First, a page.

Description In 1754, Mme de Pompadour commissioned from Pigalle the original marble (now in the Louvre Museum, Paris). It was intended for her château in Bellevue on the outskirts of Paris and served as an allegory of her relationship with Louis XV, which had changed from that of mistress to confidant. Her features are recognizable on the figure of Friendship. After Mme de Pompadour's death, the statue was acquired by Louis Joseph de Bourbon, prince of Condé. In 1783, Marie Catherine de Brignole, the mistress of the prince of Condé, ordered this plaster version for the "Temple of Love" on her estate at Betz, in northern France. Pigalle, who was then 69 years old, consented to have his younger colleague Dejoux cast the piece. The statue and temple commemorated her love for the prince of Condé, who later became her husband.
Letter from inscription on base reattached
|Treatment||cleaned; loss compensation; repaired|
Provenance Marie Catherine de Brignole [Princesse de Monaco], Betz, France, 1783, by commission; Baron de Richter, Paris [date and mode of acquisition unknown]; Jacques Seligmann, 1914 [mode of acquisition unknown]; Mrs. Henry Walters, New York, 1914, by purchase; Mrs. Henry Walters Sale, New York, May 3, 1941, no. 1380; Walters Art Museum, 1941, by purchase.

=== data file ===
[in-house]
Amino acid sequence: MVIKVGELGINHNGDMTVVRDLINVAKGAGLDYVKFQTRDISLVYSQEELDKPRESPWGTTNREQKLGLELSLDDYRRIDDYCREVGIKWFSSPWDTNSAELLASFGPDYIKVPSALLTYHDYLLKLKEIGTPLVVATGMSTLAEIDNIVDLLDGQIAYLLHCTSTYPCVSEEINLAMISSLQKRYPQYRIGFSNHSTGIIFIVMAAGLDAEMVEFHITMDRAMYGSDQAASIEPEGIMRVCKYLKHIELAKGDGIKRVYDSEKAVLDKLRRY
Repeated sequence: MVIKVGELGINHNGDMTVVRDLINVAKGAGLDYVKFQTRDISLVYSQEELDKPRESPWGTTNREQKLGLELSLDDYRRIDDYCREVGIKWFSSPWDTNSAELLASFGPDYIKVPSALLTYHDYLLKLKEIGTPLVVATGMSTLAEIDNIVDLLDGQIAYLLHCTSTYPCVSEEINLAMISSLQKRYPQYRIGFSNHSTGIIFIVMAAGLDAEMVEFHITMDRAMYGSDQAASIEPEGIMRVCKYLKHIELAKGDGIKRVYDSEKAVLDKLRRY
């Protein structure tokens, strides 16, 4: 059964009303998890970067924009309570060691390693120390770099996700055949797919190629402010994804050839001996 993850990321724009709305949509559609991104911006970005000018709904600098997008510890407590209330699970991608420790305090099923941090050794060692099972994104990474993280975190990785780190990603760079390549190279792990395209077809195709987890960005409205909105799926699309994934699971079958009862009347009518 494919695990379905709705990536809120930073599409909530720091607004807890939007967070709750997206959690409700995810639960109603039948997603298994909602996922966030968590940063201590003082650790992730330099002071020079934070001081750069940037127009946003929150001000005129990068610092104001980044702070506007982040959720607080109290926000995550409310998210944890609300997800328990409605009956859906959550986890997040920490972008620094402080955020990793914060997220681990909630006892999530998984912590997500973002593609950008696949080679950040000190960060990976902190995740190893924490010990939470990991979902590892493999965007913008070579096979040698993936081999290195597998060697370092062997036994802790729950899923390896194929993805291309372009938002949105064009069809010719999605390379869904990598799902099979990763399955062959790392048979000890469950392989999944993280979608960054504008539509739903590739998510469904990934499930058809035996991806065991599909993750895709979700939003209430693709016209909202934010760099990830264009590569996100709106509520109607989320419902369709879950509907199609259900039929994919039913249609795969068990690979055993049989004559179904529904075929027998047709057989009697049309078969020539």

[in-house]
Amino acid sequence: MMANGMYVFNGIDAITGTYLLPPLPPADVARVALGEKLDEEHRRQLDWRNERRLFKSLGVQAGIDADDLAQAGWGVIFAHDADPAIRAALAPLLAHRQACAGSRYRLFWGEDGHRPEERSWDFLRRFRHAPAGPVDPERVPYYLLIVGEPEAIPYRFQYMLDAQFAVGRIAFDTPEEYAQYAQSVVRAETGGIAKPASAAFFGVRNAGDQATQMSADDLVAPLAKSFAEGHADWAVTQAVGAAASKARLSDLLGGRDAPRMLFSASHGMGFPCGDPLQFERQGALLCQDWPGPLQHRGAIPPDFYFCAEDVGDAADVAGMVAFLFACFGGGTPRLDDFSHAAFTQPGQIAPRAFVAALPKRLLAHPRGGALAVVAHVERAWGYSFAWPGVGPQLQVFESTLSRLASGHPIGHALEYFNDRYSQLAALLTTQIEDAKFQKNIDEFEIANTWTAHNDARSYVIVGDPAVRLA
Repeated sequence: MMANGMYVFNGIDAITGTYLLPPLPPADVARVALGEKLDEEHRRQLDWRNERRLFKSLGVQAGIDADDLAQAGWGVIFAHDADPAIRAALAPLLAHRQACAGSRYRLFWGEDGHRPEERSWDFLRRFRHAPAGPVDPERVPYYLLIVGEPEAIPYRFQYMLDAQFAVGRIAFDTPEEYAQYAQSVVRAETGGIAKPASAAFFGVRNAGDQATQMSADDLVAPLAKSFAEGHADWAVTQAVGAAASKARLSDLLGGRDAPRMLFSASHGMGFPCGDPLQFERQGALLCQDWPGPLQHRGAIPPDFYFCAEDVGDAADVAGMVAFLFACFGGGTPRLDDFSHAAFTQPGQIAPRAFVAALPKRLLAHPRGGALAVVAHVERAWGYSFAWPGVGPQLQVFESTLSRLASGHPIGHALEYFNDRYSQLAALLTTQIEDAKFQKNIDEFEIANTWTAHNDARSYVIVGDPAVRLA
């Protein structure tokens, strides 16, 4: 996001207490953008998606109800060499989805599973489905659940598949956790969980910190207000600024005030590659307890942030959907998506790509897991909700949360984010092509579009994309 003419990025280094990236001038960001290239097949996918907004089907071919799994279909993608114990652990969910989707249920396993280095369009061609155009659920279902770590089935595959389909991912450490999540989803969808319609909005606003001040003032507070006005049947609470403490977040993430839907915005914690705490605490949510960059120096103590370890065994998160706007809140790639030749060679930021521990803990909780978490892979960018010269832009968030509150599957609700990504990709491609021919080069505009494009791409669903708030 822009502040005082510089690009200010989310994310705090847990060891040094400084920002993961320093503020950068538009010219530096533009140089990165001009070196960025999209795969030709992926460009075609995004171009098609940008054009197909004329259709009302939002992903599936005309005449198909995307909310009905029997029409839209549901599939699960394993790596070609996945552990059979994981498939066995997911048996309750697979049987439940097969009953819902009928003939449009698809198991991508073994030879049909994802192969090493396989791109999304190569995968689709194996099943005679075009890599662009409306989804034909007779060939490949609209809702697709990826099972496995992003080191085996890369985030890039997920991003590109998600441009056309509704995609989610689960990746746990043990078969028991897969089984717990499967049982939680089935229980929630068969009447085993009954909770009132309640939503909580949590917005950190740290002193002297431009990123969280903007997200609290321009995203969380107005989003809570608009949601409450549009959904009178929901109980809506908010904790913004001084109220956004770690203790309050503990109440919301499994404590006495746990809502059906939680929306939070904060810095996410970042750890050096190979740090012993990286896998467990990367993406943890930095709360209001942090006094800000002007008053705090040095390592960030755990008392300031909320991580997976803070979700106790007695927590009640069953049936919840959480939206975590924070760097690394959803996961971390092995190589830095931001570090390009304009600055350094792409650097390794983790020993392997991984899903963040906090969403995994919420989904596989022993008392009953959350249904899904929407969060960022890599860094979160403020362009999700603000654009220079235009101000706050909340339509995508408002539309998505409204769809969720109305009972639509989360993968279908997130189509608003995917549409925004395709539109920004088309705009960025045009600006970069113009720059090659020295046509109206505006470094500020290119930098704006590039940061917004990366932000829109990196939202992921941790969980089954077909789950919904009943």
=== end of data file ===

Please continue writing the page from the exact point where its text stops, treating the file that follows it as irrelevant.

Inscriptions [Signature] On rocky base: J. B. PIGALLE, 1758; [Translation] On plinth: The base is inscribed in French: Wise Friendship, Love searches for your presence enflamed with your sweetness, enflamed with your constancy, Love comes to supplicate you to embellish its bounds with all the virtues which are consecrating yours.
Credit Museum purchase, 1941
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